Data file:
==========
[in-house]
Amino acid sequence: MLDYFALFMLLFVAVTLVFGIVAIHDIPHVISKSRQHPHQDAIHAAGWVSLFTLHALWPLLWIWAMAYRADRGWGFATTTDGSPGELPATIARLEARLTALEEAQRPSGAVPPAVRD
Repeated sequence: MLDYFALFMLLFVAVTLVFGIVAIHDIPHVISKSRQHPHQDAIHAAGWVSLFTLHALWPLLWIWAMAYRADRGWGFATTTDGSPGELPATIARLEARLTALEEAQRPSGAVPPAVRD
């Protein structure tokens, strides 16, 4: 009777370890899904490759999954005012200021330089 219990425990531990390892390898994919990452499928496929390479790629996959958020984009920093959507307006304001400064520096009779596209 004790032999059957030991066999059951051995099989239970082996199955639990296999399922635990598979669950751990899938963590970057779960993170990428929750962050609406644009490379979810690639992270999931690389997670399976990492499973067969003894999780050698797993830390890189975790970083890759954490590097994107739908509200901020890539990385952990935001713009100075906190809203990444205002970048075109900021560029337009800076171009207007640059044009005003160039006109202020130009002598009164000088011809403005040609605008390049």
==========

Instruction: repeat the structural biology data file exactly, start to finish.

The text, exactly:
[in-house]
Amino acid sequence: MLDYFALFMLLFVAVTLVFGIVAIHDIPHVISKSRQHPHQDAIHAAGWVSLFTLHALWPLLWIWAMAYRADRGWGFATTTDGSPGELPATIARLEARLTALEEAQRPSGAVPPAVRD
Repeated sequence: MLDYFALFMLLFVAVTLVFGIVAIHDIPHVISKSRQHPHQDAIHAAGWVSLFTLHALWPLLWIWAMAYRADRGWGFATTTDGSPGELPATIARLEARLTALEEAQRPSGAVPPAVRD
């Protein structure tokens, strides 16, 4: 009777370890899904490759999954005012200021330089 219990425990531990390892390898994919990452499928496929390479790629996959958020984009920093959507307006304001400064520096009779596209 004790032999059957030991066999059951051995099989239970082996199955639990296999399922635990598979669950751990899938963590970057779960993170990428929750962050609406644009490379979810690639992270999931690389997670399976990492499973067969003894999780050698797993830390890189975790970083890759954490590097994107739908509200901020890539990385952990935001713009100075906190809203990444205002970048075109900021560029337009800076171009207007640059044009005003160039006109202020130009002598009164000088011809403005040609605008390049």